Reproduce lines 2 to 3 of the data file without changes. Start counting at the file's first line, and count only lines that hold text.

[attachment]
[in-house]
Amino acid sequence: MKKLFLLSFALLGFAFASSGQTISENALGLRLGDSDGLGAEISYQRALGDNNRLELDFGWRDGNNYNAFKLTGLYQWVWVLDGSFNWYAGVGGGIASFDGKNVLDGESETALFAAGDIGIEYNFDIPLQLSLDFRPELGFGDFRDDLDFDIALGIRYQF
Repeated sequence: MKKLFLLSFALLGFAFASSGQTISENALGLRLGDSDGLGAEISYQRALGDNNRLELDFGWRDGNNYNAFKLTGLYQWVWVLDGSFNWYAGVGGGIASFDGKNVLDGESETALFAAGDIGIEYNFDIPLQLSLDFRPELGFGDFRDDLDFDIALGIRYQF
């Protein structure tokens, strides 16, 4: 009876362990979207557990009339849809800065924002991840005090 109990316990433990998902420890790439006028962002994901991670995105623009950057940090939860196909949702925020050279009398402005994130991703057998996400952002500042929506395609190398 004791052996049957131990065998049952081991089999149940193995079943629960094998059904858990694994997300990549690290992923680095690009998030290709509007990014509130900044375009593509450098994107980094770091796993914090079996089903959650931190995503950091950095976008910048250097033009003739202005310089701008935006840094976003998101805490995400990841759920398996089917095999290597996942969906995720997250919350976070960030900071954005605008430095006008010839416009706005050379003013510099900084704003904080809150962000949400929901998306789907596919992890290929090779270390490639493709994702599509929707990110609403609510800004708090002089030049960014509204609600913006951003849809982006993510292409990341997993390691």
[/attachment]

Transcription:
Amino acid sequence: MKKLFLLSFALLGFAFASSGQTISENALGLRLGDSDGLGAEISYQRALGDNNRLELDFGWRDGNNYNAFKLTGLYQWVWVLDGSFNWYAGVGGGIASFDGKNVLDGESETALFAAGDIGIEYNFDIPLQLSLDFRPELGFGDFRDDLDFDIALGIRYQF
Repeated sequence: MKKLFLLSFALLGFAFASSGQTISENALGLRLGDSDGLGAEISYQRALGDNNRLELDFGWRDGNNYNAFKLTGLYQWVWVLDGSFNWYAGVGGGIASFDGKNVLDGESETALFAAGDIGIEYNFDIPLQLSLDFRPELGFGDFRDDLDFDIALGIRYQF